Tea Party Group Says Boehner ‘Declared War’
December 14, 2013 - 6:40 am
More fallout from Speaker Boehner’s rant against the influence of outside conservative groups, as the Tea Party Patriots, one of the largest independent tea party groups, blasted the speaker for his ill-considered remarks, saying he had “declared war” on the tea party.
Tea Party Patriots said Speaker John Boehner (R-Ohio) has “declared war on the Tea Party” with his “smug and pretentious rant” against certain right-wing organizations.
The group made the charge in a fundraising email to supporters, seeking to win donations over the public feuding.
In the past two days, Boehner has repeatedly attacked the conservative groups that championed the October effort to defund ObamaCare and are now opposed to the recent budget deal negotiated by Rep. Paul Ryan (R-Wis.) and Sen. Patty Murray (D-Wash.).
He has criticized the groups for being more interested in raising money than actually solving problems.
The letter quotes Boehner’s statement that “outside groups” were “using our members and … the American people for their own goals.”
“The last time we checked, we are the American people,” the letter said.
The letter goes on to refer to Boehner as a “ruling class politician” who only pretends to be conservative while remaining a “tax-and-spend liberal” at heart.
It castigated him for passing a “back-room budget deal which increases discretionary spending, does nothing to reform entitlements, and fully funds Obamacare.” The deal, it said, “is an out and out betrayal of the American people.”
Tea Party Patriots, founded in 2009, describes itself as “dedicated to holding tax-and-spend politicians accountable for creating America’s fiscal crisis.”
The group was an early backer of the push to defund ObamaCare that led to the government shutdown in early October.
Boehner is hardly alone in declaring war. It strains credulity to believe the Tea Party hasn’t been at war with the establishment for years, supplying at least some of the impetus for conflict by primarying anyone who didn’t agree with them 100%.
The difference this time, as Molly Ball at the Atlantic points out, is that Boehner has lost his patience and will now seek to marginalize the tea party in the Republican Party:
“Frankly, I think that they’ve lost all credibility,” Boehner said. “They pushed us into the fight to defund Obamacare and to shut down the government.” And then, he noted, some of them even admitted they never thought that ill-fated tactic would actually work. “Are you kidding me?”
Not much gets Boehner worked up. He is laid back to a fault. But the revelation that he and his fellow lawmakers were essentially pawns in a game played by agitators accountable to no one was too much for him to stomach. This week, he decided to prove that he is in charge.
Boehner’s willingness to publicly express the frustration many Republicans have privately felt with the groups’ tactics was a turning point. House leaders stopped trying to get along with the enforcers of an impossible conservative standard and started fighting back.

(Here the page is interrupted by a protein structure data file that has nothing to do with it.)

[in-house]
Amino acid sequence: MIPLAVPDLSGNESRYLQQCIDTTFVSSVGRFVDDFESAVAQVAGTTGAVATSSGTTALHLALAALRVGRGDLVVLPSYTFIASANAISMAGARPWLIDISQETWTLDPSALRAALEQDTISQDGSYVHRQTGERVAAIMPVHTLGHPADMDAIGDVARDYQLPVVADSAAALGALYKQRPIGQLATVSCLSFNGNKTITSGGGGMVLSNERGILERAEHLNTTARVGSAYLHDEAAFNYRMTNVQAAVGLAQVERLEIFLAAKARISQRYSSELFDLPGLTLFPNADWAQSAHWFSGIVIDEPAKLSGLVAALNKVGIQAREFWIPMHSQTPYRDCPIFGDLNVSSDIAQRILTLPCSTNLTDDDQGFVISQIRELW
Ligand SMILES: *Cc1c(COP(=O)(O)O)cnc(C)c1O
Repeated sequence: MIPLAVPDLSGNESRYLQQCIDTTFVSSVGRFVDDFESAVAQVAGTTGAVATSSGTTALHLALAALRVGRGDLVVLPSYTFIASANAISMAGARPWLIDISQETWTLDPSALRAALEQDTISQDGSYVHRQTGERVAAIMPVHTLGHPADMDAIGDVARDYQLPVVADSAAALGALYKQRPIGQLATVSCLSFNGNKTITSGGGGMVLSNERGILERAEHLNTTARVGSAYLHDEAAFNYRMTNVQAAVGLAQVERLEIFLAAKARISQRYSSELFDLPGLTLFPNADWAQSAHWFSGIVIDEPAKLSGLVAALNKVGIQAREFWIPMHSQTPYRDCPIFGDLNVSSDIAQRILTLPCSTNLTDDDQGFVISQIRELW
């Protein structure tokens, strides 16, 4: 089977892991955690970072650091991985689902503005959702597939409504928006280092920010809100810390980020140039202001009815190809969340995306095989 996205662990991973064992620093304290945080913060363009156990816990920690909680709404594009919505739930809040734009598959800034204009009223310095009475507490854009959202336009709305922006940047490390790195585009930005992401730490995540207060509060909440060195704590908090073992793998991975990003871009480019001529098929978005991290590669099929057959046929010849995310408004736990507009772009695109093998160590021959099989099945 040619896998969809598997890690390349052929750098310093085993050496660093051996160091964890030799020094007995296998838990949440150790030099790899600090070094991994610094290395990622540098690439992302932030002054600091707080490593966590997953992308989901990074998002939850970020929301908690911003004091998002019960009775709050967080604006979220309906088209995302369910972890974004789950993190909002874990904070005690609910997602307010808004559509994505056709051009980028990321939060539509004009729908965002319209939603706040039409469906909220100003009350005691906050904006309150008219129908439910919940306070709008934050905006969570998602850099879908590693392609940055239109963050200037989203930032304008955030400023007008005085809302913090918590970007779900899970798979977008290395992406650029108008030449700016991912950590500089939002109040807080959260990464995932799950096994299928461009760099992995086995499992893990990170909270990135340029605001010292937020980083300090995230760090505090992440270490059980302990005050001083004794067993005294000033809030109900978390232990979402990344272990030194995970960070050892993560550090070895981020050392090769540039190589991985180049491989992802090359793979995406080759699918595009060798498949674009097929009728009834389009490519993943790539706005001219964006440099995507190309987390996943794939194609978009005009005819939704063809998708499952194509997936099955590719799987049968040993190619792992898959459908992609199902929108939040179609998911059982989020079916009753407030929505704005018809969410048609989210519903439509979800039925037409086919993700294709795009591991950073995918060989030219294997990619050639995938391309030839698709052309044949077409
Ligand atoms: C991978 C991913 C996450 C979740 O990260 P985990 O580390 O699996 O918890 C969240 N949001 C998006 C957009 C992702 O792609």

There was another, less public development this week that represented a similar turn. The Republican Study Committee, a group of House Republicans who meet weekly to talk about policy and tactics, had long served as a venue for conservative members and outside groups, chiefly the Heritage Foundation, to plot strategy together. But on Wednesday, the committee’s chairman, Louisiana Representative Steve Scalise, fired longtime Executive Director Paul Teller, accusing him of betraying lawmakers’ trust by leaking to outside groups.
That was precisely the point. Republican lawmakers were sick of being at the mercy of outside agitators whose demands they viewed as increasingly impossible. In 2011, a Teller deputy urged conservative groups to oppose the debt-ceiling deal that lawmakers were trying to reach; he was almost fired then. This September, lawmakers believe Teller helped gin up conservative resistance to a government-funding deal that would have averted the shutdown. And during the negotiations for the present deal, even as lawmakers tried to reach accord inside the Capitol, Teller, they charge, was working to undermine the agreement by sharing confidential details with groups like Heritage—which came out against the plan before Ryan and Murray even announced it. The firing sent shockwaves through the conservative-activist community, where Teller is well-known and well-liked. Dozens of conservative leaders signed on to a letter of protest that called him “one of the true heroes of the conservative movement.” He immediately became a sort of martyr, his dismissal a symbol of House leaders’ attack on their erstwhile conservative allies.
In essence, Boehner has opened the door and invited the Tea Party to leave or play ball. It is a completely unnecessary and dangerous gambit that could blow up in the speaker’s face if the right wing takes him up on his offer and forms some kind of third party. This isn’t likely at the moment, but who can say what the future will bring? Immigration is coming to the floor of the House early next year and there are certainly going to be parts of any bill coming out of a House-Senate conference committee that the tea party will be up in arms over. Then there’s the debt ceiling fight that promises more friction between the tea party and the establishment.
It’s not impossible to imagine that if Boehner continues to marginalize and deliberately snub the tea party and outside conservative groups, it could force them to reach the conclusion they aren’t wanted and either sit out the 2014 mid terms or actively promote their own candidates as a third party alternative.
Either scenario would be disastrous for GOP chances to take the Senate in 2014.